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CLARKSDALE – After a year-long investigation, the state auditor’s office is demanding that two former Coahoma Community College employees repay nearly $1 million in what the office is calling one of the largest individual embezzlement cases in more than 20 years.
State Auditor Shad White announced the findings during a news conference held at the Coahoma County Courthouse on Monday afternoon. He said the alleged embezzlement scheme was hard to catch because it was a conspiracy between multiple people and the doctoring of the college’s books to cover their tracks.
In a statement released to Mississippi Today, Marriel Hardy, Chief Communications Officer for CCC said the institution immediately terminated those individuals involved and immediately notified its board of trustees and the appropriate agencies/authorities.
“The institution will make a conscientious effort to recover all monies that were taken from CCC. The College has implemented enhanced accountability controls in order to decrease the likelihood of these unfortunate behaviors happening in the future,” said Hardy.
Between 2013 and 2017, Gwendolyn Jefferson and Stacie Neal, who worked in the purchasing department, used multiple government procurement cards to purchase gift cards from the local Kroger and Wal-Mart and Amazon to “do whatever they wanted with them,” said White.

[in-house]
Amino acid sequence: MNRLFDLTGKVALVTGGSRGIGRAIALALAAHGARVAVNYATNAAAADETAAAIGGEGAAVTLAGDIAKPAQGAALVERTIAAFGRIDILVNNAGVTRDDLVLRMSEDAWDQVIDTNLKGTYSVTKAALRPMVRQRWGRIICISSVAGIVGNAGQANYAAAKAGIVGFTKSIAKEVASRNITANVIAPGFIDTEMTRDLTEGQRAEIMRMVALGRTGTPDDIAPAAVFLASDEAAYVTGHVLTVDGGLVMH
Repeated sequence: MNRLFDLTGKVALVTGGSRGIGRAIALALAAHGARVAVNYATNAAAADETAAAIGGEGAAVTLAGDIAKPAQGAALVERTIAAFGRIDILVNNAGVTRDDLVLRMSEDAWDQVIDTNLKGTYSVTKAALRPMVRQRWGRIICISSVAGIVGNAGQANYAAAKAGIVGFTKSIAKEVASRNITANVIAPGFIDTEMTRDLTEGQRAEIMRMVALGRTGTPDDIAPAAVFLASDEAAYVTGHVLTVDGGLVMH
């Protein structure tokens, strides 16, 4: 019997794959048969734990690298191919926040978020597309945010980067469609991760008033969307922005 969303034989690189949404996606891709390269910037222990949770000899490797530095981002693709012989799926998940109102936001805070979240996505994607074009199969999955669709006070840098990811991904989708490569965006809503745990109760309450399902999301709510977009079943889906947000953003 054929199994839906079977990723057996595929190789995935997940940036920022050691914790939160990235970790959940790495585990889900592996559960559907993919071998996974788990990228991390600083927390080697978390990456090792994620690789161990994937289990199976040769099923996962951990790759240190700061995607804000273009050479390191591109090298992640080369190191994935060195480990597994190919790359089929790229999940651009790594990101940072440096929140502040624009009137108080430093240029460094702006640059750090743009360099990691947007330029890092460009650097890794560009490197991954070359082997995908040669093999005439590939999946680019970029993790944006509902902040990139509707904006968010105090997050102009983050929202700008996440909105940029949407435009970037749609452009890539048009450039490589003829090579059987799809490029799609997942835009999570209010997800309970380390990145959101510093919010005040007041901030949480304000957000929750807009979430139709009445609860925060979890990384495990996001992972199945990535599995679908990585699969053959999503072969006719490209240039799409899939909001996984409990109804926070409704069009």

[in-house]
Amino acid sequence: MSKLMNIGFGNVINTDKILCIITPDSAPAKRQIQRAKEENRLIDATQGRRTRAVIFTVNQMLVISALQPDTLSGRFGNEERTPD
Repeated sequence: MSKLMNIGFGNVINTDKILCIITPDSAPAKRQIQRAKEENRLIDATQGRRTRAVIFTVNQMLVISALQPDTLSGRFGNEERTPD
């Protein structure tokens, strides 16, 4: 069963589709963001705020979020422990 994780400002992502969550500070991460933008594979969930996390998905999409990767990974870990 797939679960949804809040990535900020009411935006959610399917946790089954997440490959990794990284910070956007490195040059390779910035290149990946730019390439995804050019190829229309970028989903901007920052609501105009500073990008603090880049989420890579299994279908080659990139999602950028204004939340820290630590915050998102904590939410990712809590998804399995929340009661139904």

White said the pair also bought watches, shoes, a chandelier and other items which totaled to $750,000 in purchases. The final tab, $981,600 – the largest individual demand coming from the auditor’s office in the last five years and the third largest individual demand over 20 years – includes principal, interest, and investigative costs.
Case files were delivered to the Brenda Mitchell, the district attorney of the Mississippi 11th Circuit Court District, on Monday and the fate of the two former employees will be left up to her. Mitchell’s jurisdiction includes Bolivar, Coahoma, Quitman, and Tunica counties.
White’s office issued demands for repayment to Jefferson and Neal on Friday. In a phone call with Mississippi Today, district attorney Mitchell, said the next step their office will take is to review the file and determine the appropriate charges and present the case to a grand jury.
Since the case is such as large file – over 100 documents – it won’t be ready by the time the grand jury meets in December, she added.
“If you are out there and you are running a local government agency, if you’re running a state agency, if you’re running a business, you have to make sure in your offices that multiple different people are doing different functions inside of purchasing,” said White.
“We do audits, but typically corruption in America is not caught by audits. It’s caught by tips and whistle blowers and that’s exactly what happened in this case.”
White, who previously worked for Gov. Phil Byrant, was appointed in July as state auditor.